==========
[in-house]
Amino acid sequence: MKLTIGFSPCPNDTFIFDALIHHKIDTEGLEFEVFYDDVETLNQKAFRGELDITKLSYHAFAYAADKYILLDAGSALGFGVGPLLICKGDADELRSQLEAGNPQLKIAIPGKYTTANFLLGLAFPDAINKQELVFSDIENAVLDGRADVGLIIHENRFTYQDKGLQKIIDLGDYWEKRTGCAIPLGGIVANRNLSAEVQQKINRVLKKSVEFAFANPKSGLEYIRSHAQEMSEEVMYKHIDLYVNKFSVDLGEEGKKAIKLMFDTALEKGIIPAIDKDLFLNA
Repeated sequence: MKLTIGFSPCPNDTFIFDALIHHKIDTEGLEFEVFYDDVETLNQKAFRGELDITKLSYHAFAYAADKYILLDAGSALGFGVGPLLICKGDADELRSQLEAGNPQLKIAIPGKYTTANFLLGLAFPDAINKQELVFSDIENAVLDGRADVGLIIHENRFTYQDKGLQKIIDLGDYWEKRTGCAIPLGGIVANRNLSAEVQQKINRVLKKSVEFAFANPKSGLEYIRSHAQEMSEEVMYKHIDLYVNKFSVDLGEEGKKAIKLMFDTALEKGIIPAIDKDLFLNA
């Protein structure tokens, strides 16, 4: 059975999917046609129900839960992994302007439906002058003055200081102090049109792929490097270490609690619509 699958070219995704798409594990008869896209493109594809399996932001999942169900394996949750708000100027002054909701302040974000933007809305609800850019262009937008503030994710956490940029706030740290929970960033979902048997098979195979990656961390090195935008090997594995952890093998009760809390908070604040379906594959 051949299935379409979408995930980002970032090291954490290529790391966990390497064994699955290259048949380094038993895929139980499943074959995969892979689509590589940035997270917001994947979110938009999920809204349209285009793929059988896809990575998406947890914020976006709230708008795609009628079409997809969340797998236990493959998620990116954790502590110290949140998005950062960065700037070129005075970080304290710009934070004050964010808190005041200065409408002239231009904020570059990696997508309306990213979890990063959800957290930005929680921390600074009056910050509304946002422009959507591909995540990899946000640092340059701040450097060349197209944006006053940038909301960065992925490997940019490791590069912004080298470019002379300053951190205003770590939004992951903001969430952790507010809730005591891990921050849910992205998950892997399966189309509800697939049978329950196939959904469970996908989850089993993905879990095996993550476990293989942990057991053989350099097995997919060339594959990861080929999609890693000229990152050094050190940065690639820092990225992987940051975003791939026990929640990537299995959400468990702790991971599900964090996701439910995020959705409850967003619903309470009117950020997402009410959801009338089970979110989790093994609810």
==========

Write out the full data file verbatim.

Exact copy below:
[in-house]
Amino acid sequence: MKLTIGFSPCPNDTFIFDALIHHKIDTEGLEFEVFYDDVETLNQKAFRGELDITKLSYHAFAYAADKYILLDAGSALGFGVGPLLICKGDADELRSQLEAGNPQLKIAIPGKYTTANFLLGLAFPDAINKQELVFSDIENAVLDGRADVGLIIHENRFTYQDKGLQKIIDLGDYWEKRTGCAIPLGGIVANRNLSAEVQQKINRVLKKSVEFAFANPKSGLEYIRSHAQEMSEEVMYKHIDLYVNKFSVDLGEEGKKAIKLMFDTALEKGIIPAIDKDLFLNA
Repeated sequence: MKLTIGFSPCPNDTFIFDALIHHKIDTEGLEFEVFYDDVETLNQKAFRGELDITKLSYHAFAYAADKYILLDAGSALGFGVGPLLICKGDADELRSQLEAGNPQLKIAIPGKYTTANFLLGLAFPDAINKQELVFSDIENAVLDGRADVGLIIHENRFTYQDKGLQKIIDLGDYWEKRTGCAIPLGGIVANRNLSAEVQQKINRVLKKSVEFAFANPKSGLEYIRSHAQEMSEEVMYKHIDLYVNKFSVDLGEEGKKAIKLMFDTALEKGIIPAIDKDLFLNA
């Protein structure tokens, strides 16, 4: 059975999917046609129900839960992994302007439906002058003055200081102090049109792929490097270490609690619509 699958070219995704798409594990008869896209493109594809399996932001999942169900394996949750708000100027002054909701302040974000933007809305609800850019262009937008503030994710956490940029706030740290929970960033979902048997098979195979990656961390090195935008090997594995952890093998009760809390908070604040379906594959 051949299935379409979408995930980002970032090291954490290529790391966990390497064994699955290259048949380094038993895929139980499943074959995969892979689509590589940035997270917001994947979110938009999920809204349209285009793929059988896809990575998406947890914020976006709230708008795609009628079409997809969340797998236990493959998620990116954790502590110290949140998005950062960065700037070129005075970080304290710009934070004050964010808190005041200065409408002239231009904020570059990696997508309306990213979890990063959800957290930005929680921390600074009056910050509304946002422009959507591909995540990899946000640092340059701040450097060349197209944006006053940038909301960065992925490997940019490791590069912004080298470019002379300053951190205003770590939004992951903001969430952790507010809730005591891990921050849910992205998950892997399966189309509800697939049978329950196939959904469970996908989850089993993905879990095996993550476990293989942990057991053989350099097995997919060339594959990861080929999609890693000229990152050094050190940065690639820092990225992987940051975003791939026990929640990537299995959400468990702790991971599900964090996701439910995020959705409850967003619903309470009117950020997402009410959801009338089970979110989790093994609810």